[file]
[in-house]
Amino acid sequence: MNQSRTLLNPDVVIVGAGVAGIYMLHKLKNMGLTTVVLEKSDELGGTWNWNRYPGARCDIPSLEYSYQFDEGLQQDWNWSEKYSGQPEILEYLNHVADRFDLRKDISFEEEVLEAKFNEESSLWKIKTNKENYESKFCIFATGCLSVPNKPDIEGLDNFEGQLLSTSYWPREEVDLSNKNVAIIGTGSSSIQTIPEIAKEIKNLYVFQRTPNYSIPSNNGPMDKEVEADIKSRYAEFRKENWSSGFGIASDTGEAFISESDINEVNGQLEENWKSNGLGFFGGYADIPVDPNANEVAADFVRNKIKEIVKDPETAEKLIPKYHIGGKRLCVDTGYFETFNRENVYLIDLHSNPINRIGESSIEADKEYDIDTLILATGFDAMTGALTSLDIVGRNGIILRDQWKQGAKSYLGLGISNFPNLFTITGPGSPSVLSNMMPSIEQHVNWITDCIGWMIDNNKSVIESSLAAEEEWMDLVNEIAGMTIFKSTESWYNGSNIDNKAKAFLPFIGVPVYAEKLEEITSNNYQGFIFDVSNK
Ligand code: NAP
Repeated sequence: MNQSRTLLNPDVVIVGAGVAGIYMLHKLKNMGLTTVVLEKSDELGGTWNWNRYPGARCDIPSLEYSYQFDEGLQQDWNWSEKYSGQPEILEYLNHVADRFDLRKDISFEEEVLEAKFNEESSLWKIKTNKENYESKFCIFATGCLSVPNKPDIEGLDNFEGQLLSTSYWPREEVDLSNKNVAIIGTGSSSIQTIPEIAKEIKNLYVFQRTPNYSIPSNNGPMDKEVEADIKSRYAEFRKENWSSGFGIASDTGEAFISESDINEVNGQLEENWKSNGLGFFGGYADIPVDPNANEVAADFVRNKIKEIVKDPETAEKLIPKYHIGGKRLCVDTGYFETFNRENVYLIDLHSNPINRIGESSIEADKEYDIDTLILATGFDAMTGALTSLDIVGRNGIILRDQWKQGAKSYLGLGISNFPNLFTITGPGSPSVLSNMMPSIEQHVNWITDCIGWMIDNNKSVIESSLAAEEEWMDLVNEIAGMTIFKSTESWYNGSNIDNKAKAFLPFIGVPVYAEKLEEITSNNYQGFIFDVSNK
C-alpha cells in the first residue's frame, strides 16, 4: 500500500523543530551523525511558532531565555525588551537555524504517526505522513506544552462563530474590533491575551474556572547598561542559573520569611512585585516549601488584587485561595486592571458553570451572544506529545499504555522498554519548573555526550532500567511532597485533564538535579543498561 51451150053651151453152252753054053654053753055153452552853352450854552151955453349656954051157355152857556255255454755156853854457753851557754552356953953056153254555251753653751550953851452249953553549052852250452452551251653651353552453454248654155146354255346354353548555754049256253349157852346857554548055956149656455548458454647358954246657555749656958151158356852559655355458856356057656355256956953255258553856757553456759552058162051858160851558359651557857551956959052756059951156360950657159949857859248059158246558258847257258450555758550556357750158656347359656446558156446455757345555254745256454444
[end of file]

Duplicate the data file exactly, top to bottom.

[in-house]
Amino acid sequence: MNQSRTLLNPDVVIVGAGVAGIYMLHKLKNMGLTTVVLEKSDELGGTWNWNRYPGARCDIPSLEYSYQFDEGLQQDWNWSEKYSGQPEILEYLNHVADRFDLRKDISFEEEVLEAKFNEESSLWKIKTNKENYESKFCIFATGCLSVPNKPDIEGLDNFEGQLLSTSYWPREEVDLSNKNVAIIGTGSSSIQTIPEIAKEIKNLYVFQRTPNYSIPSNNGPMDKEVEADIKSRYAEFRKENWSSGFGIASDTGEAFISESDINEVNGQLEENWKSNGLGFFGGYADIPVDPNANEVAADFVRNKIKEIVKDPETAEKLIPKYHIGGKRLCVDTGYFETFNRENVYLIDLHSNPINRIGESSIEADKEYDIDTLILATGFDAMTGALTSLDIVGRNGIILRDQWKQGAKSYLGLGISNFPNLFTITGPGSPSVLSNMMPSIEQHVNWITDCIGWMIDNNKSVIESSLAAEEEWMDLVNEIAGMTIFKSTESWYNGSNIDNKAKAFLPFIGVPVYAEKLEEITSNNYQGFIFDVSNK
Ligand code: NAP
Repeated sequence: MNQSRTLLNPDVVIVGAGVAGIYMLHKLKNMGLTTVVLEKSDELGGTWNWNRYPGARCDIPSLEYSYQFDEGLQQDWNWSEKYSGQPEILEYLNHVADRFDLRKDISFEEEVLEAKFNEESSLWKIKTNKENYESKFCIFATGCLSVPNKPDIEGLDNFEGQLLSTSYWPREEVDLSNKNVAIIGTGSSSIQTIPEIAKEIKNLYVFQRTPNYSIPSNNGPMDKEVEADIKSRYAEFRKENWSSGFGIASDTGEAFISESDINEVNGQLEENWKSNGLGFFGGYADIPVDPNANEVAADFVRNKIKEIVKDPETAEKLIPKYHIGGKRLCVDTGYFETFNRENVYLIDLHSNPINRIGESSIEADKEYDIDTLILATGFDAMTGALTSLDIVGRNGIILRDQWKQGAKSYLGLGISNFPNLFTITGPGSPSVLSNMMPSIEQHVNWITDCIGWMIDNNKSVIESSLAAEEEWMDLVNEIAGMTIFKSTESWYNGSNIDNKAKAFLPFIGVPVYAEKLEEITSNNYQGFIFDVSNK
C-alpha cells in the first residue's frame, strides 16, 4: 500500500523543530551523525511558532531565555525588551537555524504517526505522513506544552462563530474590533491575551474556572547598561542559573520569611512585585516549601488584587485561595486592571458553570451572544506529545499504555522498554519548573555526550532500567511532597485533564538535579543498561 51451150053651151453152252753054053654053753055153452552853352450854552151955453349656954051157355152857556255255454755156853854457753851557754552356953953056153254555251753653751550953851452249953553549052852250452452551251653651353552453454248654155146354255346354353548555754049256253349157852346857554548055956149656455548458454647358954246657555749656958151158356852559655355458856356057656355256956953255258553856757553456759552058162051858160851558359651557857551956959052756059951156360950657159949857859248059158246558258847257258450555758550556357750158656347359656446558156446455757345555254745256454444